The Promise vs Reality of SwiftUI Multiplatform
Happy August, friends! How about an update to last week's post on the SwiftUI app for WriteFreely?
Work progressed pretty well on the shared code last week, to the point that we've got a preliminary UI that displays a list of posts, which you can filter by collection. Tapping on any post loads it into an editor, where you can make changes to the title and content.
On iPhone and iPad, there's also a new post button that will create a new draft. Why only on iPhone and iPad? Well, pull up a chair, and let's chat a little bit about the gap between the promise and the reality of multi-platform SwiftUI apps.
While I was working on the post, I tweeted that I managed to flesh out some of the key UI features for the app across iPhone, iPad, and Mac in a day, thanks to SwiftUI and live previews in Xcode 12, which show you what your views will look like next to your code, and update in realtime as you code.
I further stated:
This is building a native app with the speed of iteration that I've only ever encountered when building for the web.
(I'm looking at you, HTML and CSS. I am not looking at you, React.)
So here's what that latest iteration looks like so far, on iPhone and iPad:
And, after I installed the macOS 11 (a.k.a. “Big Sur”) beta, I was able to build the Mac app to compare:
This is in no way a final UI! There's plenty of work still to be done, including replacing the unusual “picker” view for selecting the Collection with a proper sidebar, and adapting the spacing a little better on the Mac app (you can't preview anything for a Mac target, even in Xcode, until you upgrade your own machine to the macOS 11 beta).
The DX of SwiftUI, as illustrated by
One thing that's very helpful in moving quickly with SwiftUI is how its declarative nature lets you specify the semantics of an element's placement in your view, and letting the framework figure out what that should mean on iPhone vs iPad vs Mac. A great example of this focus on developer experience (DX) is the
ToolbarItemPlacement API, which lets you semantically state that a particular item that you add to a toolbar is a
.primaryAction, or a
.status element, and so on.
This is used in the TextEditor view to place a post status badge in the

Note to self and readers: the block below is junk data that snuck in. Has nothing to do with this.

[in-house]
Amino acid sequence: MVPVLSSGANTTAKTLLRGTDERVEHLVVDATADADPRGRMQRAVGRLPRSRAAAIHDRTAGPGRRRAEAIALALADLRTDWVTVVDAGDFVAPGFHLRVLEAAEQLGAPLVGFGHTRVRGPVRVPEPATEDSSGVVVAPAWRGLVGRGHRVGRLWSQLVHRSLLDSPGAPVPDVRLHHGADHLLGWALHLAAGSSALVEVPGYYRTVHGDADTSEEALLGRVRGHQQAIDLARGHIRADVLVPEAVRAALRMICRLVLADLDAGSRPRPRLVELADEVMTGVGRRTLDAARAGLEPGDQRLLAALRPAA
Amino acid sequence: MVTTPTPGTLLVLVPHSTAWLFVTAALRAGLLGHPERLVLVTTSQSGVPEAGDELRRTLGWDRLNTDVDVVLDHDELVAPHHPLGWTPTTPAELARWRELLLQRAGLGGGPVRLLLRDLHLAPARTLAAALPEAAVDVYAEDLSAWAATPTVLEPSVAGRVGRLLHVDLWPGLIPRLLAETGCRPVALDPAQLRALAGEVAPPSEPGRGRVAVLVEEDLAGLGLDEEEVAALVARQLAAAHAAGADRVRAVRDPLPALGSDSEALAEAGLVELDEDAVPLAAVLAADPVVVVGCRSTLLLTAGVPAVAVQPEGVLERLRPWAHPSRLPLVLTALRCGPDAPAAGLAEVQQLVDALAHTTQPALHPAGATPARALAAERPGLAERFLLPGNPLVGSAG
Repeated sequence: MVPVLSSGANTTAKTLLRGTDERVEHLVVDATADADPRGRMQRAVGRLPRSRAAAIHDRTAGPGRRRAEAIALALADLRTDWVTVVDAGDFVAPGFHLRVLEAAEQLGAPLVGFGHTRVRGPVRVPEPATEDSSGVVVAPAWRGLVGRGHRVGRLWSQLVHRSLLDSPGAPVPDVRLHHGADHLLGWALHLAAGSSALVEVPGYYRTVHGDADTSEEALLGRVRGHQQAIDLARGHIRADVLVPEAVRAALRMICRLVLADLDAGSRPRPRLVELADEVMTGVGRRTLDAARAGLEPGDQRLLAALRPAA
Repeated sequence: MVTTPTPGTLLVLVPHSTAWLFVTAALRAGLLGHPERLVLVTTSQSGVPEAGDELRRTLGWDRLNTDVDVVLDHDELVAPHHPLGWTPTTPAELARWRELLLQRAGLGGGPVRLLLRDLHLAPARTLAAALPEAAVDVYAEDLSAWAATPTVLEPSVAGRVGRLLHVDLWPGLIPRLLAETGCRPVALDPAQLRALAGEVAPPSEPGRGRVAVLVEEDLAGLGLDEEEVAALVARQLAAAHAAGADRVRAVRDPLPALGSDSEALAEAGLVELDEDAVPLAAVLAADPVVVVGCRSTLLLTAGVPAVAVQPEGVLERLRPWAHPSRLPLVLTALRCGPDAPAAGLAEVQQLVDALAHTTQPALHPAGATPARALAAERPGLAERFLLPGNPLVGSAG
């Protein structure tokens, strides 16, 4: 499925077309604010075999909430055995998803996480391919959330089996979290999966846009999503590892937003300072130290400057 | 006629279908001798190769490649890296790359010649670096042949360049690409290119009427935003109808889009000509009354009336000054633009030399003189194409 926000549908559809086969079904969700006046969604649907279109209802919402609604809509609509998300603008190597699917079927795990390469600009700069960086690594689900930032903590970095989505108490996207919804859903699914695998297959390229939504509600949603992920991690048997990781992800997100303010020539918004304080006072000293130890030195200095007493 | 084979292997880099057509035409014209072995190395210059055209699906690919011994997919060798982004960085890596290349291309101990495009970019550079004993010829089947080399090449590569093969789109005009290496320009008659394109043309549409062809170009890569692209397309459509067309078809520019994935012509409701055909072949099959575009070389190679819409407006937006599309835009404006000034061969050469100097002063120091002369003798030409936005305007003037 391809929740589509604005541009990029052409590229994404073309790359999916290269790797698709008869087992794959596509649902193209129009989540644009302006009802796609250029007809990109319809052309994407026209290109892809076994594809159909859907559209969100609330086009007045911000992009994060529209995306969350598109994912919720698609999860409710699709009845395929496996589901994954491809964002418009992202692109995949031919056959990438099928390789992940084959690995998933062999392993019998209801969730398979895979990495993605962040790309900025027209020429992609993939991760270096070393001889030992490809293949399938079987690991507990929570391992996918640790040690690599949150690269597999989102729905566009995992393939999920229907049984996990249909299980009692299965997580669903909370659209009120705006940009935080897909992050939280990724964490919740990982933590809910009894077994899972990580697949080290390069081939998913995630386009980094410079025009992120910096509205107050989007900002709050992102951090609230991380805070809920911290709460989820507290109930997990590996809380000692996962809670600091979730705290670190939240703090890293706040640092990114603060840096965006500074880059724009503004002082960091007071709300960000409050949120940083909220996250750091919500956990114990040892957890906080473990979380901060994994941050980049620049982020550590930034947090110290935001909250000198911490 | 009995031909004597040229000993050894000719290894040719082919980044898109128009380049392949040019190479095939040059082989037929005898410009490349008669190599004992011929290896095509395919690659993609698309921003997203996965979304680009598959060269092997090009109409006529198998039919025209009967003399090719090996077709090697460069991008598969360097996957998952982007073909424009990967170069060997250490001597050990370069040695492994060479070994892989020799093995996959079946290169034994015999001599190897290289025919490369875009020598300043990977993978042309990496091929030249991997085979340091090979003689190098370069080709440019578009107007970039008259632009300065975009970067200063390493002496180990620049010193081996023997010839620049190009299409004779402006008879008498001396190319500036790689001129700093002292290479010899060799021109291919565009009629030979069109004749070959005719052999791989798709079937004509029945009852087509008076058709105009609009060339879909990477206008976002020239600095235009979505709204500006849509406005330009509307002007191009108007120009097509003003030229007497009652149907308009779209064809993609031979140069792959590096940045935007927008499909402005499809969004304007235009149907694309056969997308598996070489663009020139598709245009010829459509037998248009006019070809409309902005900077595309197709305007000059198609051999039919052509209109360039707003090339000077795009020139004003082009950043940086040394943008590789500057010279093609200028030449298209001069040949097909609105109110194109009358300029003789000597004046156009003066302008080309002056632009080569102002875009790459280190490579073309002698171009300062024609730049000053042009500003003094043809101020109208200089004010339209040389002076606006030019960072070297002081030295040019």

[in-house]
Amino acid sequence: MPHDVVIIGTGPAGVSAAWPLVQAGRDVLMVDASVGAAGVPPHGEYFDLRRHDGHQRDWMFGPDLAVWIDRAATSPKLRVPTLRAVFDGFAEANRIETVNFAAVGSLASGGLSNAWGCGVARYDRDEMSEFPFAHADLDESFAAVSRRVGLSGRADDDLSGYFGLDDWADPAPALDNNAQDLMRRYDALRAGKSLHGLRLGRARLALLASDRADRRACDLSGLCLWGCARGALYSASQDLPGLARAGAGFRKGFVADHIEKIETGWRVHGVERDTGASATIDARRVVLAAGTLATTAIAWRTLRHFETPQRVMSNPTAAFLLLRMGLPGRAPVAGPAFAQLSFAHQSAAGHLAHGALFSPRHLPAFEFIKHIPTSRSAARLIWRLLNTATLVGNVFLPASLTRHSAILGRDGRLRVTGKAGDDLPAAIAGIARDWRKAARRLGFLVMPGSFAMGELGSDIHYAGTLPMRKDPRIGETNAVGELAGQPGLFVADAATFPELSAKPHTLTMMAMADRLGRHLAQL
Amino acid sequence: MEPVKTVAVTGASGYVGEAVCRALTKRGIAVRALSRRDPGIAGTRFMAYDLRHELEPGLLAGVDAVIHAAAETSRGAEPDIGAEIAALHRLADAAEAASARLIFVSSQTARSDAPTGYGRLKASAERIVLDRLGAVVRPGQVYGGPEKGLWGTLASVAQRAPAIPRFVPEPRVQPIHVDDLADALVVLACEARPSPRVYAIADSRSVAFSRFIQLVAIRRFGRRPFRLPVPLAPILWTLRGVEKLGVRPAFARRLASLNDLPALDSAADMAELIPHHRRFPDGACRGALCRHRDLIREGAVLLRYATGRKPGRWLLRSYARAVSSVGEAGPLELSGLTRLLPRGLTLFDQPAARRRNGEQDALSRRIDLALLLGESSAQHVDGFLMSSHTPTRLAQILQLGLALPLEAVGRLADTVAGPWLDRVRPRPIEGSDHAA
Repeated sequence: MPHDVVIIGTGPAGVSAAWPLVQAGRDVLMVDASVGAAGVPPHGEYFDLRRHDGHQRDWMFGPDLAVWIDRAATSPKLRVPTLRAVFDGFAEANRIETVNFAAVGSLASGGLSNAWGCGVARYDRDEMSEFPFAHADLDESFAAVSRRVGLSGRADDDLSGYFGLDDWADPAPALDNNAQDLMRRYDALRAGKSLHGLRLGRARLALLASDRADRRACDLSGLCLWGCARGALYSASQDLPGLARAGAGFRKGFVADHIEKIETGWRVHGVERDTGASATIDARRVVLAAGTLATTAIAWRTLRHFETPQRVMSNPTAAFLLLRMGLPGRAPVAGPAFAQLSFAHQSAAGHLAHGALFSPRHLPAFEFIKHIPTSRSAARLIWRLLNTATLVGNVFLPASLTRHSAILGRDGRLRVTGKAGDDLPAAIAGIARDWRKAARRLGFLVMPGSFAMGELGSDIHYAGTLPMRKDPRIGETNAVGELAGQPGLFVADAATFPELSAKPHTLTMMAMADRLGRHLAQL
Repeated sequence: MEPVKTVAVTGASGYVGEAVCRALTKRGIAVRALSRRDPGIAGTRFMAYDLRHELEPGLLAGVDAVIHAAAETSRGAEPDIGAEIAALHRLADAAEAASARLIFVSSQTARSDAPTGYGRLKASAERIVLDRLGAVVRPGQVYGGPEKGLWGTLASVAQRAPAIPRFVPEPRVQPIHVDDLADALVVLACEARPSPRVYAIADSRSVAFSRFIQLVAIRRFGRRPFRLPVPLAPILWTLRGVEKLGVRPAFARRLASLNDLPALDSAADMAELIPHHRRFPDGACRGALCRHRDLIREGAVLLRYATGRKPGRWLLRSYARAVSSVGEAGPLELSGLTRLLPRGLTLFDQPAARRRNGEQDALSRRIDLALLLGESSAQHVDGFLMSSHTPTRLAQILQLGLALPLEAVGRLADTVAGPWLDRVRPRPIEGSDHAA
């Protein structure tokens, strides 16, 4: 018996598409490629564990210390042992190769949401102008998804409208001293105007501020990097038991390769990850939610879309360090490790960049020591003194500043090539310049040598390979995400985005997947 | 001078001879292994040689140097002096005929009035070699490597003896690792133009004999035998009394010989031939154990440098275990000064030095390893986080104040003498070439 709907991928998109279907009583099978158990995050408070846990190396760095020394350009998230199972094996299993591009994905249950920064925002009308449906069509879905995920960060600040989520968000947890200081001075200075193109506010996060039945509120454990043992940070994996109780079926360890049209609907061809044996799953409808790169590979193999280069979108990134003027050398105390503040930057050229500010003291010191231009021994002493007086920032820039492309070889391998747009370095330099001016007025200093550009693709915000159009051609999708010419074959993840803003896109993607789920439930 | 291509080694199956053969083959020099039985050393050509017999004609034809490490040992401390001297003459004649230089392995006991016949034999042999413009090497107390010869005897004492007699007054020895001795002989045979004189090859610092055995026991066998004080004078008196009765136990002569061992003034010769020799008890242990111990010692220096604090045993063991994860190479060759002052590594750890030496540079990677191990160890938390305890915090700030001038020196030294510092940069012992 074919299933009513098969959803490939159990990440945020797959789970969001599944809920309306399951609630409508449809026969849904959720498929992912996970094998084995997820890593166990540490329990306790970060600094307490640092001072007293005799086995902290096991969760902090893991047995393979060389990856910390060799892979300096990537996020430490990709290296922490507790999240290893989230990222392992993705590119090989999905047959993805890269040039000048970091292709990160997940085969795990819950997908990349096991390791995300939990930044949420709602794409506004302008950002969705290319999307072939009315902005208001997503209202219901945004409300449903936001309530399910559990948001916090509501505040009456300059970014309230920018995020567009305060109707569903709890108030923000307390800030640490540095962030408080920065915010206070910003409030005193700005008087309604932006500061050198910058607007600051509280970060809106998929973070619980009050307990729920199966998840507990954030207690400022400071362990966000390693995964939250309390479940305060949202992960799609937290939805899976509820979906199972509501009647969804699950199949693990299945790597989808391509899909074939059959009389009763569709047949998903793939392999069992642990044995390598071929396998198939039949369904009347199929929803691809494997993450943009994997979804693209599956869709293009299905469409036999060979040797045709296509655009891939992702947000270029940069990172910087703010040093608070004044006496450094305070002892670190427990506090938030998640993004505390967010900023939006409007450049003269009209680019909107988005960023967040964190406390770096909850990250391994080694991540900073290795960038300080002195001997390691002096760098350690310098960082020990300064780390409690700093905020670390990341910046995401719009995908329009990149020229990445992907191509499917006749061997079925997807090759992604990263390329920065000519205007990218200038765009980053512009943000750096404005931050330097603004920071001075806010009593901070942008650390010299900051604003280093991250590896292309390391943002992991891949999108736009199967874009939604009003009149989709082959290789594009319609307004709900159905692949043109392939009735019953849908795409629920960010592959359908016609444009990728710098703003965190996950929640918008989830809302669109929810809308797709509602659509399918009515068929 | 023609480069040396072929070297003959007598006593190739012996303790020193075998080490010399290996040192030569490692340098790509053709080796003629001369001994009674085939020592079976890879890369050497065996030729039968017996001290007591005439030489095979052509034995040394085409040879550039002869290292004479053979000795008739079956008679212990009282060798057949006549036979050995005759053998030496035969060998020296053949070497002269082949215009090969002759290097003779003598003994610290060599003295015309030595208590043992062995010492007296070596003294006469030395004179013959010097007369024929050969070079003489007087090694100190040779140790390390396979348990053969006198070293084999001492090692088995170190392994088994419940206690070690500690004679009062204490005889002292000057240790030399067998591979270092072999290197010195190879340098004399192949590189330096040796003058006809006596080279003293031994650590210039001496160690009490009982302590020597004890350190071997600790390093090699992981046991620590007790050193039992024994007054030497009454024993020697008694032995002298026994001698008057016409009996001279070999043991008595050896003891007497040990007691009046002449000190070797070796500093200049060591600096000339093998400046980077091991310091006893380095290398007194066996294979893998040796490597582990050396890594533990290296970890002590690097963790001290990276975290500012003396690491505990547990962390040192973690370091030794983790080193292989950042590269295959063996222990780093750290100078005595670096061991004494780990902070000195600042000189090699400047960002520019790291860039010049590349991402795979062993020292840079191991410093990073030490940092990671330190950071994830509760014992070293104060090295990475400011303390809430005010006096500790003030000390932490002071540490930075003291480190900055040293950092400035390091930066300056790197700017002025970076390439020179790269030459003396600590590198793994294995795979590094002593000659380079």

.status area and a publish button in the
.primaryAction area. You can see in the screenshots I shared above how these elements are placed differently depending on whether it's being shown on an iPhone, an iPad, or a Mac — and I didn't have to write a single line of code to customize the difference.
The Letdown of SwiftUI, as illustrated by broken buttons
But life in SwiftUI is not all roses. And that's where the new-draft feature isn't quite working fully, yet. Building the iPhone and iPad versions of the app, tapping the new-draft button above the list of posts works beautifully — it slides a new draft into the list, and then opens it in the text editor for your next great essay. I was thrilled to have this working by the end of my workday on Friday.
I finished installing the Big Sur beta on my Mac this morning, excited to see how everything looked and worked in the Mac app. I expected to have some little UI refinements (that list of posts, for example, needs a healthy dose of padding), but otherwise figured that it'd be a similar experience to, at the very least, the iPad app.
And mostly, it is. The picker is replaced by a popup menu, and you can choose a collection to narrow down the list of posts. You can tap a post in the list, and it'll load it in the text editor, ready for changes. If the post's status changes, it'll instantly update the badge both in the toolbar and in the post list.
And then I tried to create a new draft. On the Mac, clicking on that new-draft button (which appears, interestingly enough, next to the post-status badge in the screenshot) does… nothing. Not a thing. No errors are thrown, no views are drawn, nothing.
The Reality of Multiplatform
I suppose I shouldn't use the word letdown, because “multiplatform” is not a panacea: the reality is that an app expects different things between an iPhone, an iPad, and a Mac. The issue I'm facing with that new-draft button isn't some failing of SwiftUI; it's that the paradigm for how a Mac app treats navigation vs buttons vs instantiating new windows is very different from that of an iPhone, and I haven't structured things the way the framework expects.
So, fine. I'll need to spend a little more time on adapting the Mac client. I would have liked it if it all Just Worked™, but I've got to say: despite a couple of little issues that I need to fix, I'm really impressed with just how much of it worked right out of the box, with no extra work on my part.
Native-app development may not yet happen at the pace of web development, but it's closer than ever.
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